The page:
TJ Ford produced a brilliant display of golf through the bag to win to 119th South of Ireland Championship at a sun-kissed Lahinch.
The 24-year old, who works in golf marketing, made seven birdies in an impressive display to beat Dun Laoghaire’s Alan Fahy 5&4 to become the first man from County Sligo Golf Club to win the Pierse Motors Volkswagen sponsored Championship.
He had to dig deep to beat Royal Dublin’s Richard Knightly at the 20th in the quarter-finals but he was a deserved winner as he followed a 2&1 win over Fortwilliam’s Hugh O’Hare in the semi-finals with a brilliant performance in the decider.
“I can’t believe it,” he said after knocking in a 10-footer on the 14th green for his third successive birdie to close out an emphatic win over the 23-year-old former Munster Strokeplay champion Fahy.
“I’m in shock to be honest. It was such an amazing week with the weather and everyone was so friendly. It’s unbelievable.
“I dreamt of winning from the very first hole so I had to quench those thoughts. Being from Rosses Point, the West was the championship that I always had putt to win on practice putting green but this is as good as it gets.”
Fahy beat Enniscorthy’s Paul Conroy 3&2 in his semi-final but his long game deteriorated in the final and he had to make a six-footer for a half in birdie at the ninth and a 25-footer for par at the 10th just to remain three down.
Ford three-putted the first to fall behind but won the second and fourth in birdies and the sixth with a conceded par to go two up before rolling in a seven-footer at the eighth to extend his lead to three holes.
Fahy had a chance to win the 11th with a par but three-putted and after driving into the Mine, he then lost the 12th when Ford hit six-iron from 230 yards to the front edge and two-putted for birdie to go four up.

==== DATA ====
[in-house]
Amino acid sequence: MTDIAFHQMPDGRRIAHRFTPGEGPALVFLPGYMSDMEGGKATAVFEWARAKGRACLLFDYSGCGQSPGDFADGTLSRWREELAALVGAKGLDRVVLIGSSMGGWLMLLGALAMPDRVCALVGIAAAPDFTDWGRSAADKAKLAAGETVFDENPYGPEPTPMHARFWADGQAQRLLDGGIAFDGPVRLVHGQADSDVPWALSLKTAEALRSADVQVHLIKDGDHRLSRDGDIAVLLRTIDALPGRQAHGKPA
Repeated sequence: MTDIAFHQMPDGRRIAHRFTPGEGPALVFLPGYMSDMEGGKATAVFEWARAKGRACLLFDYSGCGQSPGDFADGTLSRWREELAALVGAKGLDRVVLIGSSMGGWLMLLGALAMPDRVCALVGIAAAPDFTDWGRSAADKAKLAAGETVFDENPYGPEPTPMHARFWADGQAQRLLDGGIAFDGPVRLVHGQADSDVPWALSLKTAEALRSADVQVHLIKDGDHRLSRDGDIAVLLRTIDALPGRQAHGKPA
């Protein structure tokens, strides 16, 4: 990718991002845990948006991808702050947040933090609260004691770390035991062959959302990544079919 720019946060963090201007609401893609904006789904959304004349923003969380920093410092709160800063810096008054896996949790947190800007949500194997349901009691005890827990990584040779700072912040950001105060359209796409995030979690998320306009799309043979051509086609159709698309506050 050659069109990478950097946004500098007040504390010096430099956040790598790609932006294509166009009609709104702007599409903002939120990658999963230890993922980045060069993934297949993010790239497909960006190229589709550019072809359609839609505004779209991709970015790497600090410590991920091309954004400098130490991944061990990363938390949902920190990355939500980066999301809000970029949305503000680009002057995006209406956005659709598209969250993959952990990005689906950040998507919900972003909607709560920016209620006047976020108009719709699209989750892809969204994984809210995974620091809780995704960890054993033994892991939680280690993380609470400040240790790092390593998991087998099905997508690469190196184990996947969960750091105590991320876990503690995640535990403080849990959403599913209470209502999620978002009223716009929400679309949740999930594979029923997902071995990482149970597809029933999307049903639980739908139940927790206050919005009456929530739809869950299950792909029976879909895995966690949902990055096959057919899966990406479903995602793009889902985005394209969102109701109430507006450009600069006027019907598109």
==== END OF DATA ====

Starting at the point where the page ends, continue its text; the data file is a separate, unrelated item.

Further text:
Both men drove the 13th but Fahy’s 25-foot eagle putt lipped out and after they halved that in birdie, Ford closed out the match with a birdie at the 14th, rifling a 190-yard eight-iron to 10 feet before rolling in the putt.
“The first couple of drives are absolute wings and that just knocked my whole long game off and I lost a bit of confidence,” Fahy said. “I was putting well but I couldn’t hit a fairway at the right time. He won a few key holes that killed me off.”
Ford has no intentions of turning profession but with one championship under his belt, he’d dreaming of another.
“I’ve spent enough time with the lads who are playing on the mini tours at the moment and I know how good they are so I will keep going in the amateur game as long as I can,” he said of the professional game.
As for that dream of winning the West, which is scheduled for September, he added: “Getting the first one is the hardest but I know now that it can be reality. Hopefully now I’ll press on and see what happens.”